Winning: grant applications for ‘climate change’ research are down 40%

Scientists appear to be self-censoring by omitting the term “climate change” in public grant summaries.

An NPR analysis of grants awarded by the National Science Foundation found a steadily decreasing number with the phrase “climate change” in the title or summary, resulting in a sharp drop in the term’s use in 2017. At the same time, the use of alternative terms such as “extreme weather” appears to be rising slightly.

The change in language appears to be driven in part by the Trump administration’s open hostility to the topic of climate change. Earlier this year, President Trump pulled the U.S. out of the Paris climate accord, and the President’s 2018 budget proposal singled out climate change research programs for elimination.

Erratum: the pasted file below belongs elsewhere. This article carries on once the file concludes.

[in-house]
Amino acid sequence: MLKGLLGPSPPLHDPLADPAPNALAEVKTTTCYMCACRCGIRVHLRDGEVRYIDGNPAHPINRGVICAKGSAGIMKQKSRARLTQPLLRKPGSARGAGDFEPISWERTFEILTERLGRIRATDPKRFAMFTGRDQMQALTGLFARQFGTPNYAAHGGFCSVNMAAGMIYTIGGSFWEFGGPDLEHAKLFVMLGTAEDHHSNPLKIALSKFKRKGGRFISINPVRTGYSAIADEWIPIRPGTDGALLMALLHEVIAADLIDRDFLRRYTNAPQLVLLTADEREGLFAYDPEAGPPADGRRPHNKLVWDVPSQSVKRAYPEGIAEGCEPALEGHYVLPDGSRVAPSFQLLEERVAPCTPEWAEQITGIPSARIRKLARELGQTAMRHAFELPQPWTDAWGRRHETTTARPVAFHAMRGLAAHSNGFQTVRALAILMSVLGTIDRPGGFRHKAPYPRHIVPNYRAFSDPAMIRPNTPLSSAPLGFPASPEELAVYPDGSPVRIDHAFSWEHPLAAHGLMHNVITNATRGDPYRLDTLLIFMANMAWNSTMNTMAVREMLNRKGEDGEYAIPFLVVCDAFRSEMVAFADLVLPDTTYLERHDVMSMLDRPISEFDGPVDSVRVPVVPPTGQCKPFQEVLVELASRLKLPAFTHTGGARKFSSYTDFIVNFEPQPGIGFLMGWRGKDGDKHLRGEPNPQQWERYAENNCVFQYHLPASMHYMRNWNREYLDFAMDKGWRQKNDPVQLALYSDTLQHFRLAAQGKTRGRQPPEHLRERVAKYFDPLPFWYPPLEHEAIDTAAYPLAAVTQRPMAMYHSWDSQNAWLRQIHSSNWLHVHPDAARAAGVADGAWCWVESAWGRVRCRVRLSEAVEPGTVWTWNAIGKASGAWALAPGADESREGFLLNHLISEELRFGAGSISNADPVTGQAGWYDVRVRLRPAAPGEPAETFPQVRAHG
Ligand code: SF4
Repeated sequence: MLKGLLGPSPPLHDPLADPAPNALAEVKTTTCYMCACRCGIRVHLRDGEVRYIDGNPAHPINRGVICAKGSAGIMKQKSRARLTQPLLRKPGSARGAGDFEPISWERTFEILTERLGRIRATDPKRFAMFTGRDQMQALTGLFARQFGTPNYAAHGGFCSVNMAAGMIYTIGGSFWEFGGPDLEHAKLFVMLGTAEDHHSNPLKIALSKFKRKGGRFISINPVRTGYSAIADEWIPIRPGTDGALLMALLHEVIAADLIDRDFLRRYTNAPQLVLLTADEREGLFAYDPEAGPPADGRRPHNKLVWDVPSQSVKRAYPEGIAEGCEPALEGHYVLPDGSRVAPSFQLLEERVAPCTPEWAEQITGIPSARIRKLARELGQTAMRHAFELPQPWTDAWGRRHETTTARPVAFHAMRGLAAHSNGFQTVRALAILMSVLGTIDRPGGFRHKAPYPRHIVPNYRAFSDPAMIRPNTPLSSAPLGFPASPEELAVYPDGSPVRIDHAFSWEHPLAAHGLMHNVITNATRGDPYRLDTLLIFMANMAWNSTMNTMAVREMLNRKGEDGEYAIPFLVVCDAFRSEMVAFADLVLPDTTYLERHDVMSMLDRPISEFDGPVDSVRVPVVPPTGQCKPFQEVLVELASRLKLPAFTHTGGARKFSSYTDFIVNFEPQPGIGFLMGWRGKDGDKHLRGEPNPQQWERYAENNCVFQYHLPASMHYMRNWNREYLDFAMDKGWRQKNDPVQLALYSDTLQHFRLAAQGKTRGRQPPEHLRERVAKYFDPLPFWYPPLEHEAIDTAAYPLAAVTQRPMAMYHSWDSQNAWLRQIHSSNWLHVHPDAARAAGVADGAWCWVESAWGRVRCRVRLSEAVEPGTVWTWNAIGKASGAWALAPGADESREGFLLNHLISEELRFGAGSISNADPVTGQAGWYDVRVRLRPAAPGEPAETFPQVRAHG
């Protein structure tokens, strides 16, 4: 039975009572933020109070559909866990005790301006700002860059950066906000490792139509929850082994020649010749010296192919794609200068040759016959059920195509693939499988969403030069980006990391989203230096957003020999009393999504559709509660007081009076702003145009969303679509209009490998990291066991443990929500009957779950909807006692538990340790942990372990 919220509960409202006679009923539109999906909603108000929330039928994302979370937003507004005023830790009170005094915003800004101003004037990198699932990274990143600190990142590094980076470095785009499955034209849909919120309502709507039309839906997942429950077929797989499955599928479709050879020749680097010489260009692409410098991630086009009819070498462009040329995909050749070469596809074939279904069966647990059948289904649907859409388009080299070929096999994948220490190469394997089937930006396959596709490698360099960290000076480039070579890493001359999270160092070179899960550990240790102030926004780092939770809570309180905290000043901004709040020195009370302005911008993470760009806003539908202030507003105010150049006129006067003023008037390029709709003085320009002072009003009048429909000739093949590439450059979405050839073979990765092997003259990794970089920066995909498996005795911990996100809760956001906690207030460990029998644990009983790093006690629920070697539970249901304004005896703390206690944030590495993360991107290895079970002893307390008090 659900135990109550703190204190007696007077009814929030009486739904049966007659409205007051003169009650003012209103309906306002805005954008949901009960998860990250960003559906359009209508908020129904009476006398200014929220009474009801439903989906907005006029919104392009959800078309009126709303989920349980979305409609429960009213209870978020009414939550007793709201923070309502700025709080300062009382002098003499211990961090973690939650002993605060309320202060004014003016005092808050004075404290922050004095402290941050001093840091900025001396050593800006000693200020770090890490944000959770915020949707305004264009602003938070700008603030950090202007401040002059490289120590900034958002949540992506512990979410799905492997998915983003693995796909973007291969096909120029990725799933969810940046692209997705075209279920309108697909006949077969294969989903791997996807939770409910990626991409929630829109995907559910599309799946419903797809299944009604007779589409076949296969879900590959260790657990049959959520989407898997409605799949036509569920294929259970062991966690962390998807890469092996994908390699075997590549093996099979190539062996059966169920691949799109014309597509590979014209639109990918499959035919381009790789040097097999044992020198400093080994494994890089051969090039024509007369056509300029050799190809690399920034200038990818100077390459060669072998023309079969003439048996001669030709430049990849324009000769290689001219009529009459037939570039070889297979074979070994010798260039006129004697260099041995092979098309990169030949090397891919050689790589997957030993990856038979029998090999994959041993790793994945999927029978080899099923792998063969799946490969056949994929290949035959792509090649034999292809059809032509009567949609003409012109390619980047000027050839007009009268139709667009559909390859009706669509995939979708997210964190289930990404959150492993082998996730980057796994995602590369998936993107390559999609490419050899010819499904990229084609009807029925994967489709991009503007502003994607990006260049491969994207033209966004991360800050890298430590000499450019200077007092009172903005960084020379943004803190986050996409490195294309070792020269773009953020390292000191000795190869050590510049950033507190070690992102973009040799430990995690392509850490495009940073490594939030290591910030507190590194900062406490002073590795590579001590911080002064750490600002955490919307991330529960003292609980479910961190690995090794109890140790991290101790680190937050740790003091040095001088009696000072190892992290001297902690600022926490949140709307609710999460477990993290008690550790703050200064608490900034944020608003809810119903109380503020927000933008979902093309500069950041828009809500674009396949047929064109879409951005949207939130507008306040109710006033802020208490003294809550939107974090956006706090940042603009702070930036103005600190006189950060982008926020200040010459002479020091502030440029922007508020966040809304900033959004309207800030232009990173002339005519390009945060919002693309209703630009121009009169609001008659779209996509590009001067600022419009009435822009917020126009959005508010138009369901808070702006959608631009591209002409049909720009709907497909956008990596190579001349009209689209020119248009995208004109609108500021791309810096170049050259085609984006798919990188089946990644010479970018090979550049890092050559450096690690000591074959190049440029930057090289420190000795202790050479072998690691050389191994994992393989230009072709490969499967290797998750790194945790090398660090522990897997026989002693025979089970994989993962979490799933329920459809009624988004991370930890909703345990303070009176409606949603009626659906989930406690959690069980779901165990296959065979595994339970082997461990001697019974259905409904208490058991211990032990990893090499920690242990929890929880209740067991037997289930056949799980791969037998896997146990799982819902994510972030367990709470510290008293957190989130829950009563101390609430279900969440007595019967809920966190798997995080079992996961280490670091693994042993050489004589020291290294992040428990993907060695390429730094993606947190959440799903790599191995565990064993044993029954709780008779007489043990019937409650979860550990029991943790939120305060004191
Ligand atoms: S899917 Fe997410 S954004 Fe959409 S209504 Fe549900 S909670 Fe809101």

Meanwhile, the Environmental Protection Agency has been systematically removing references to climate change from its official website. Both the EPA’s leader, Scott Pruitt, and Secretary of Energy Rick Perry have said they do not accept the scientific consensus that humans are causing the planet to get warmer.

As a result, many scientists find themselves in an uncomfortable position. They are caught between environmental advocates looking to recruit allies and right-wing activists who demonize researchers and denigrate their work.

“In the scientific community, we’re very cautious people,” says Katharine Hayhoe, the director of the Climate Science Center at Texas Tech. “We tend to be quite averse to notoriety and conflict, so I absolutely have seen self-censorship among my colleagues. [They’ll say] ‘Well, maybe I shouldn’t say it that way, because whatever funding organization or politician or agency won’t appreciate it.’”

via Watts Up With That?

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November 29, 2017 at 08:04AM

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